You just got offered a great job, in a new city, new state, and far away from the life you currently live…so why would you relocate for it? Relocating is a lot like writing a research paper. Recently I relocated for a job and a lot of my friends and former colleagues thought I just packed up my nomadic lifestyle and decided to move. That is not what happened. I am a very organized individual and calculate my every move. My decision to relocate took me close to a year; deciding whether or not I was going to take the plunge and move from New York City to Northern Virginia. The factors I looked into were the economic growth, cutting edge urban planning, cost of living, job growth, culture, and scenic landscape in the area.
Rule #1: Plan ahead
Plan everything! I narrowed down my job search to a list of states I could see myself living in. I first looked at states closest to my home state, New York unfortunately in the states in which I was looking for a new job, I knew I could not obtain the salary I knew I deserved. I worked in the public sector then, and I was paid a public sector salary. Every time I asked for the salary that most individuals were making at my level, I would get that look from potential employers and they would ask, “why should I pay you more, when you are doing that job already for such a bargain price?” I would always give the same answer about working in the public sector. Nonetheless I was still not getting any job offers I could live. After multiple rounds of interviews I decided to broaden my search.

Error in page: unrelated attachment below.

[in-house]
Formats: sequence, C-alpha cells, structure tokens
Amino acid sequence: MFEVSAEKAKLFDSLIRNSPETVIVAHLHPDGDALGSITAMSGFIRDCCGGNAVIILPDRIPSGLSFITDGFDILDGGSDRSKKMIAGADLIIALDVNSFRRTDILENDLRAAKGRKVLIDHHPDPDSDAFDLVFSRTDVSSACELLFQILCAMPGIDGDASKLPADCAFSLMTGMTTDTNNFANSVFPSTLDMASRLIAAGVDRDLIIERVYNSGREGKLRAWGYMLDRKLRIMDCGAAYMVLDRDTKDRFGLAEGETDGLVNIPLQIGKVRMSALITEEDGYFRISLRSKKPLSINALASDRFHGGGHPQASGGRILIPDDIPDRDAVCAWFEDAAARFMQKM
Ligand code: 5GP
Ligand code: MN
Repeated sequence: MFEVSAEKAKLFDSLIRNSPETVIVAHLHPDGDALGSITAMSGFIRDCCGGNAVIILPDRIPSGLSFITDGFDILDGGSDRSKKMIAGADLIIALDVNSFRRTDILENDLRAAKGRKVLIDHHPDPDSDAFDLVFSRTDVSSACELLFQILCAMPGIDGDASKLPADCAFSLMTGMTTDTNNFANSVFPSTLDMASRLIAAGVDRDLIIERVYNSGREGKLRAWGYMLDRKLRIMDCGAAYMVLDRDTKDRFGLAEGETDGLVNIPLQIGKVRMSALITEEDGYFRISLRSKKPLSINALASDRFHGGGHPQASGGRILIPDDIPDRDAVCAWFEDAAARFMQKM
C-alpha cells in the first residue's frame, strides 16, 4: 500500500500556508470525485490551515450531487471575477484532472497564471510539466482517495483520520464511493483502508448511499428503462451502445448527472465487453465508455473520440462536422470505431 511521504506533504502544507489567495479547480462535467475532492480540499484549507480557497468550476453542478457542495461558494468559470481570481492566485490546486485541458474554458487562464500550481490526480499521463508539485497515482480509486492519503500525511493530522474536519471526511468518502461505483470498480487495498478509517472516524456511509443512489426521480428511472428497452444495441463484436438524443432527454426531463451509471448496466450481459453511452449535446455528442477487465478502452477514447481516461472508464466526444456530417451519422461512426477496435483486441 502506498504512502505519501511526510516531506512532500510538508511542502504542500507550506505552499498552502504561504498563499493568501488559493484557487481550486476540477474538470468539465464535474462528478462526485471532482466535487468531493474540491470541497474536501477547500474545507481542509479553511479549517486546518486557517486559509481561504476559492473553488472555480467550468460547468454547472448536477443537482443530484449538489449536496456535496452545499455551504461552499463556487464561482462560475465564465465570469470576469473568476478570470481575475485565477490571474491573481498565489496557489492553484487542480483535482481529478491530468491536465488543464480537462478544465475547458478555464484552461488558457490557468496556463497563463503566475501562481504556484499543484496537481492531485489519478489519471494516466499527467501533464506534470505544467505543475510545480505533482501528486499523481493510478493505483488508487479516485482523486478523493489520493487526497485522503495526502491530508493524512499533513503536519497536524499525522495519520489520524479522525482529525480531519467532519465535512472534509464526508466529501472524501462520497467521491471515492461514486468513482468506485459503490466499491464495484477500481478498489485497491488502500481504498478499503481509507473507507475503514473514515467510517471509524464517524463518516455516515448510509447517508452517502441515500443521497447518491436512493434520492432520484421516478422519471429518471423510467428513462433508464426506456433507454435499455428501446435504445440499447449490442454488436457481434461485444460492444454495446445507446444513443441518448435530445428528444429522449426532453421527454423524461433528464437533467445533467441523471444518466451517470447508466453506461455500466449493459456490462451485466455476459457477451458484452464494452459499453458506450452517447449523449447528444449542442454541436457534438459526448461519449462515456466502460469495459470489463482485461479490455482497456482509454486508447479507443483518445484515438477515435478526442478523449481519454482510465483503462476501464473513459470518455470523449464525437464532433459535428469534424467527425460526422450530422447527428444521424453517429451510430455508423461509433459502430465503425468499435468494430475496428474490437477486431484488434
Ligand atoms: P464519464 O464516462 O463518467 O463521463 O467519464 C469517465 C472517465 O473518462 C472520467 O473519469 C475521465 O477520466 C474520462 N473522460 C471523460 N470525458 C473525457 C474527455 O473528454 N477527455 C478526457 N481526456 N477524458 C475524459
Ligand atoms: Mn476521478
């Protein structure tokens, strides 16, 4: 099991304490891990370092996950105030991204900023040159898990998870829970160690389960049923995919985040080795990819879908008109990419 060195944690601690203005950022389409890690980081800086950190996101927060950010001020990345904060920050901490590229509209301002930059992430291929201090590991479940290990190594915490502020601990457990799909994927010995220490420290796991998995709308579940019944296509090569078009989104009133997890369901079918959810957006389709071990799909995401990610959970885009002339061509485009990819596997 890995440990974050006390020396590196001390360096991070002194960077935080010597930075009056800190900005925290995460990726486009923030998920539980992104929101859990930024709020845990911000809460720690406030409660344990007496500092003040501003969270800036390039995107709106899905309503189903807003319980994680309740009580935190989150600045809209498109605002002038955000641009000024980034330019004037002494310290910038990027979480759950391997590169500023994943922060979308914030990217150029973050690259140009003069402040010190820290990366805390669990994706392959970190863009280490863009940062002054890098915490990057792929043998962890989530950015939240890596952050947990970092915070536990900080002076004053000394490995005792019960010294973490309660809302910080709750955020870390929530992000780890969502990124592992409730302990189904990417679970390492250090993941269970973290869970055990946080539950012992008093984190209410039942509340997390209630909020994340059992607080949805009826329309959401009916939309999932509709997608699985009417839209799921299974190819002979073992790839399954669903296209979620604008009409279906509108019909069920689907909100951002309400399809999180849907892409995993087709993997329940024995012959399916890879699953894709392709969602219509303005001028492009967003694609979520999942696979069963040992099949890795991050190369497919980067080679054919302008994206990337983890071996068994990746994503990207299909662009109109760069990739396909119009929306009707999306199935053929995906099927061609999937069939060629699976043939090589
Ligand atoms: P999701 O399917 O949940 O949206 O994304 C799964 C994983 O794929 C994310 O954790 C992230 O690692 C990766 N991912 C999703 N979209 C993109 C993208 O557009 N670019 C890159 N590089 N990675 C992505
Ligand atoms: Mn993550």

Rule # 2: Research
Research is an important key when deciding on whether to relocate or not. This article from Forbes, 20 Questions To Ask Yourself Before You Relocate For A Job really helped me out. I also researched which state I wanted to live in. While I love New York and it will always be my home it is a very expensive state to live in, especially New York City. I was living paycheck to paycheck and was not happy with the financial insecurity. While looking at states I wanted to live in I looked at the top states for business as well as top states to live in list provided by CNBC, Business Insider, and Forbes. I researched housing in every area I applied for a job. I went on Zillow, Trulia, Craigslist and MILS. I also did a lot of research by calling various organizations to see what the young professional culture was like. Choose a state that is in an economic upturn–those states usually have growing career fields as well as a booming young professional culture.
Rule # 3- Plan how to meet new people
Moving to a new city for a job also means a new opportunity to meet new friends and expand your network. I looked at my current network while applying to jobs to see who I knew before I was going to move to a certain location. Look at local organizations, recreation centers and meetup groups like, Meetup. I saw the NOVA/DC area as a hip area for young people. All of my states that I looked at had similar social communities as well.
Rule # 4- PURGE